With that success on his resume, Williamson made an important move. Howard University, which had moved up to the Division 1 level, named him as its head basketball coach in 1975. There, he helped establish Howard鈥檚 basketball program as one of the tops in the then newly formed Mid-Eastern Athletic Conference (MEAC).聽 Williamson鈥檚 dedication to building the team culminated in back-to-back MEAC titles, in 1979-80 and 1980-81, the latter resulting in an automatic bid to the NCAA Sweet 16, becoming the first team in the MEAC to represent the conference in the Big Dance.

Williamson went on to coach for 15 years at the Hilltop and compiled a 228-169 career record.  During that period, He was named the MEAC Coach of the Year three times (1980, 83, 87).  His 25-5 record and 13-1 conference record in 1986-87 still stands as the best in school history. The 228 victories have yet to be matched in over three decades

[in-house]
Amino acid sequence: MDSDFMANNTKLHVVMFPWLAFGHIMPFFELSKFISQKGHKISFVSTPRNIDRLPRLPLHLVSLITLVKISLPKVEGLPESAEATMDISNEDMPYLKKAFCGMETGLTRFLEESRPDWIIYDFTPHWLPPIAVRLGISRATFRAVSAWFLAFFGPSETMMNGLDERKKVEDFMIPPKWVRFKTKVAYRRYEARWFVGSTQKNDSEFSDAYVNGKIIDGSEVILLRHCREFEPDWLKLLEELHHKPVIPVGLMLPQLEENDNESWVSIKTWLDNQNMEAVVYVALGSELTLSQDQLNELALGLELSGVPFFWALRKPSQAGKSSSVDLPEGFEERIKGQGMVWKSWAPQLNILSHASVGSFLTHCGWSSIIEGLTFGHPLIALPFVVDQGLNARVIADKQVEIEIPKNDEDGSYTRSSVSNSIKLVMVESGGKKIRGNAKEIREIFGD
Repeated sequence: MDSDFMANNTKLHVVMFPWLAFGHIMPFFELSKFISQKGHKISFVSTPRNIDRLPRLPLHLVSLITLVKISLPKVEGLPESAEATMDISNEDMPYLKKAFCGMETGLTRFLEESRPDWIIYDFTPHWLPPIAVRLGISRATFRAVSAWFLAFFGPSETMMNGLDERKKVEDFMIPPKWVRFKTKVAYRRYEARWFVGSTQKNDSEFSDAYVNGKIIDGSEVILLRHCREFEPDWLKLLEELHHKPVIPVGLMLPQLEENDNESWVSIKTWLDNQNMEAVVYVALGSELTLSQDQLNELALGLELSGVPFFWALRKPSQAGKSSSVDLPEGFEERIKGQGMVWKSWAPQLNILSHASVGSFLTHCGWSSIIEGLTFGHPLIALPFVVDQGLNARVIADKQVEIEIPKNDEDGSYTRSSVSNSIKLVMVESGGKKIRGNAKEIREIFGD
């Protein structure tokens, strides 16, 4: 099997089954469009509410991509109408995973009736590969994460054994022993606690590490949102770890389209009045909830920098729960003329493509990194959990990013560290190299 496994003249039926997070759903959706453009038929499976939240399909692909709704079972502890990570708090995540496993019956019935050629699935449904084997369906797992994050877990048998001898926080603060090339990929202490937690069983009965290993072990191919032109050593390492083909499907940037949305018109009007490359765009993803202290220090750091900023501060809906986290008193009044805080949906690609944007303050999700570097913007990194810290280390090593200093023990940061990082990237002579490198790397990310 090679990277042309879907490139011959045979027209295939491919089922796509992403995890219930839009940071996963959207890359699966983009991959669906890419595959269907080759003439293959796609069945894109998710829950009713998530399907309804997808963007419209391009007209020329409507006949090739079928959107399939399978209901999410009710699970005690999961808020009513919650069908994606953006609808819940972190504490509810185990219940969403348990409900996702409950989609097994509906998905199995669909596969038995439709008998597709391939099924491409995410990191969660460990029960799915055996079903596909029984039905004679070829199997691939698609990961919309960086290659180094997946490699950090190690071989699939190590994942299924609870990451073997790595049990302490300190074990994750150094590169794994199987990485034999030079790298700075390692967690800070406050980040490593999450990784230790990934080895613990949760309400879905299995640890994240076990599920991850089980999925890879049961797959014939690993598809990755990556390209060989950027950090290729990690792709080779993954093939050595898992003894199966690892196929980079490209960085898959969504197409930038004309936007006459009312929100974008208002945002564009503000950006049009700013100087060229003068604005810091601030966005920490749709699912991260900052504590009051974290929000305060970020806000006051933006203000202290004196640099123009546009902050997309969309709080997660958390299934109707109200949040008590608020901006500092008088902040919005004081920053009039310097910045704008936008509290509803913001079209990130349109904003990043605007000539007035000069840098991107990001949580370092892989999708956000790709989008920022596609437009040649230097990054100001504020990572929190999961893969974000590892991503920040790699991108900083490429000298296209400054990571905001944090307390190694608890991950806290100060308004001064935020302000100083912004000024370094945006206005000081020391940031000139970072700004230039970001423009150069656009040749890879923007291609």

Under Williamson, Howard produced a number of all-conference and players of the year, including former NBA champion Larry Spriggs as a member of the Los Angeles Lakers with Magic Johnson.

That body of work includes several of his former players, assistant coaches and staff who have taken the teachings and guidance from him and parlayed them into successful careers

Lou Wilson is a former player and assistant coach at Howard, who is the current head coach at Wise High School and has compiled a record of close to 800 wins during his career: